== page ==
Every time there is a heavily publicized act of violence against women just for being women, there is an inevitable backlash of "Hey, come on. Not all men..."

"Not all men are jerks."

"Not all men treat women that way."

"Not all men are violent psychopaths."

And the resounding answer is always: DUH. 

We all know that NOT ALL MEN ARE ______________. We know. But the reason we need to talk about violence against women is because even though not all men are violent psychopaths, all women have to learn the difference between a violent psychopath and a regular guy. 

That's how the #YesAllWomen hashtag started. It tells the story of how every woman has been subjected to the actions of this small, minority group of men. Those who are jerks, those who do treat women that way, and those who are violent psychopaths. 

Hashtag Slacktivism rarely accomplishes anything. In fact, it almost always accomplishes nothing. But in this particular case, it accomplished exactly the thing it set out to accomplish. 

It shared our stories. 

Because every woman has a story about being a victim. Every woman has a story of a time when she needed to decide between fight and flight. The statistics on sexual violence are disturbing, but the biggest problem is that (to some people) they are still shocking.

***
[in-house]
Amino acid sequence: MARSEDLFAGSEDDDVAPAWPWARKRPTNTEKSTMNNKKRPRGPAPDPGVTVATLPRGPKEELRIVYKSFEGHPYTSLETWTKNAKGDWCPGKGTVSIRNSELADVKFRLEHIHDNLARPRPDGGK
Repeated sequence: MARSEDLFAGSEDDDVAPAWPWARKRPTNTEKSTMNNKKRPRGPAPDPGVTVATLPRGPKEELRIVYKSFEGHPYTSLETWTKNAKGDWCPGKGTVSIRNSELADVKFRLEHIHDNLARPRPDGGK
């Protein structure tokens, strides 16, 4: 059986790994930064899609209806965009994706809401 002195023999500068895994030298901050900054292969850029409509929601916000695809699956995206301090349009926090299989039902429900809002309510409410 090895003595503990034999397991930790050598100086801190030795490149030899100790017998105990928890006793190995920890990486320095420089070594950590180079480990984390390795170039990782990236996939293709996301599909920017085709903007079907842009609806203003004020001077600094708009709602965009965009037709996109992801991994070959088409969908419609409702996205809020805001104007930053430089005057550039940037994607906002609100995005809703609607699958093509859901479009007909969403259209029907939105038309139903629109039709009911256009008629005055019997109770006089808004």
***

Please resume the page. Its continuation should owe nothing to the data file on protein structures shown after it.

There are still people who DON'T BELIEVE THIS IS TRUE. 

There are still people who don't believe that one out of six women 

ONE OUT OF SIX WOMEN 

Read on here.

Why #YesAllWomen Is Here At She Negotiates

We all want to live in a just society. Heck, researchers at Yale have proven that monkeys want to live in a just society and will have the type of tantrums Eliot Rodgers recounts when they believe they are being treated unfairly.

Because we yearn so for justice, we have a "just world" bias in our thinking. We tend to attribute poverty, for instance, to the people who suffer for it ("they deserve it"). Some people go so far as to attribute natural disasters to sinful conduct. We tend to attribute success to hard work. 

This cognitive bias or common universal tendency of human thought gives rise to the many justifications we hear whenever anyone suggests that sexism is a retardant to the success of women, racism a barrier to success for African-Americans and nationalism an obstacle to the well-being of immigrants.

We want to believe we live in a meritocratic system, that we have more control over our success or failure than random circumstance or chance of birth, and that everyone has the same opportunities to achieve as everyone else.

We'd like to believe that. But it is patently untrue.

So, #YesAllWomen experience obstacles to economic success that they would not experience if they were men. This does not mean that all men have better opportunities than all women. It means that similarly situated men are playing the success game at a lower level of difficulty than similarly situated women.

Because we're a woman-owned business whose mission is to close the gender wage and leadership gaps, we embrace the #YesAllWomen meme and hope you will too. 

Published on by Victoria Pynchon.